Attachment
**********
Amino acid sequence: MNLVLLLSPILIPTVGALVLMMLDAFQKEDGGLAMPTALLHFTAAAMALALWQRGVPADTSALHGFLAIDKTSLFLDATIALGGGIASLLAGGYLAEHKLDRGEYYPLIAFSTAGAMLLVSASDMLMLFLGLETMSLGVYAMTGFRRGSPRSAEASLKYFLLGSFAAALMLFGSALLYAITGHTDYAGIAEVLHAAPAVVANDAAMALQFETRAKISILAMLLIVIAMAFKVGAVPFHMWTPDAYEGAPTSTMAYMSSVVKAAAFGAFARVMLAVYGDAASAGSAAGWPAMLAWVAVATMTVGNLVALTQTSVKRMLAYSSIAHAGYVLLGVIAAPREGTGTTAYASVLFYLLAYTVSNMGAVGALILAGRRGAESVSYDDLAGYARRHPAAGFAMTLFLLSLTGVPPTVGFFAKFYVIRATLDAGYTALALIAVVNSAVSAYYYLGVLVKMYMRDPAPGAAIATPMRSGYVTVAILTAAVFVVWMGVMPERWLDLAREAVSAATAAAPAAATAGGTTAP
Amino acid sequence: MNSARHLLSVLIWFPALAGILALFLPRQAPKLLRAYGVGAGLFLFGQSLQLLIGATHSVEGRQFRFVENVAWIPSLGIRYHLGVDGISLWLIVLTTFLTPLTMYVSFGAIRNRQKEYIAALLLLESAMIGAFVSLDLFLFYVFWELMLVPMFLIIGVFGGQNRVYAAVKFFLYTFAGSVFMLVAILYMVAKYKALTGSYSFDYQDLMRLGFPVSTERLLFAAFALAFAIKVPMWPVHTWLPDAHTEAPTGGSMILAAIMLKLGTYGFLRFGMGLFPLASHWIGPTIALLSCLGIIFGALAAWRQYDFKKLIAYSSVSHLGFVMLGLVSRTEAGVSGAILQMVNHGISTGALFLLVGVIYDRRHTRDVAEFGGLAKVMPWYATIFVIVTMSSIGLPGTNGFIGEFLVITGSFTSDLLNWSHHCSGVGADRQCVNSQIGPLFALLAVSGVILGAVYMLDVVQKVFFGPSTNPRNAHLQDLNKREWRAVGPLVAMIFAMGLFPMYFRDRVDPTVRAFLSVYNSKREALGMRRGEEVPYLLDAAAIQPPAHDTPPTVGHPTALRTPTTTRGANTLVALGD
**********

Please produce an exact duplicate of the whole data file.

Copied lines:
Amino acid sequence: MNLVLLLSPILIPTVGALVLMMLDAFQKEDGGLAMPTALLHFTAAAMALALWQRGVPADTSALHGFLAIDKTSLFLDATIALGGGIASLLAGGYLAEHKLDRGEYYPLIAFSTAGAMLLVSASDMLMLFLGLETMSLGVYAMTGFRRGSPRSAEASLKYFLLGSFAAALMLFGSALLYAITGHTDYAGIAEVLHAAPAVVANDAAMALQFETRAKISILAMLLIVIAMAFKVGAVPFHMWTPDAYEGAPTSTMAYMSSVVKAAAFGAFARVMLAVYGDAASAGSAAGWPAMLAWVAVATMTVGNLVALTQTSVKRMLAYSSIAHAGYVLLGVIAAPREGTGTTAYASVLFYLLAYTVSNMGAVGALILAGRRGAESVSYDDLAGYARRHPAAGFAMTLFLLSLTGVPPTVGFFAKFYVIRATLDAGYTALALIAVVNSAVSAYYYLGVLVKMYMRDPAPGAAIATPMRSGYVTVAILTAAVFVVWMGVMPERWLDLAREAVSAATAAAPAAATAGGTTAP
Amino acid sequence: MNSARHLLSVLIWFPALAGILALFLPRQAPKLLRAYGVGAGLFLFGQSLQLLIGATHSVEGRQFRFVENVAWIPSLGIRYHLGVDGISLWLIVLTTFLTPLTMYVSFGAIRNRQKEYIAALLLLESAMIGAFVSLDLFLFYVFWELMLVPMFLIIGVFGGQNRVYAAVKFFLYTFAGSVFMLVAILYMVAKYKALTGSYSFDYQDLMRLGFPVSTERLLFAAFALAFAIKVPMWPVHTWLPDAHTEAPTGGSMILAAIMLKLGTYGFLRFGMGLFPLASHWIGPTIALLSCLGIIFGALAAWRQYDFKKLIAYSSVSHLGFVMLGLVSRTEAGVSGAILQMVNHGISTGALFLLVGVIYDRRHTRDVAEFGGLAKVMPWYATIFVIVTMSSIGLPGTNGFIGEFLVITGSFTSDLLNWSHHCSGVGADRQCVNSQIGPLFALLAVSGVILGAVYMLDVVQKVFFGPSTNPRNAHLQDLNKREWRAVGPLVAMIFAMGLFPMYFRDRVDPTVRAFLSVYNSKREALGMRRGEEVPYLLDAAAIQPPAHDTPPTVGHPTALRTPTTTRGANTLVALGD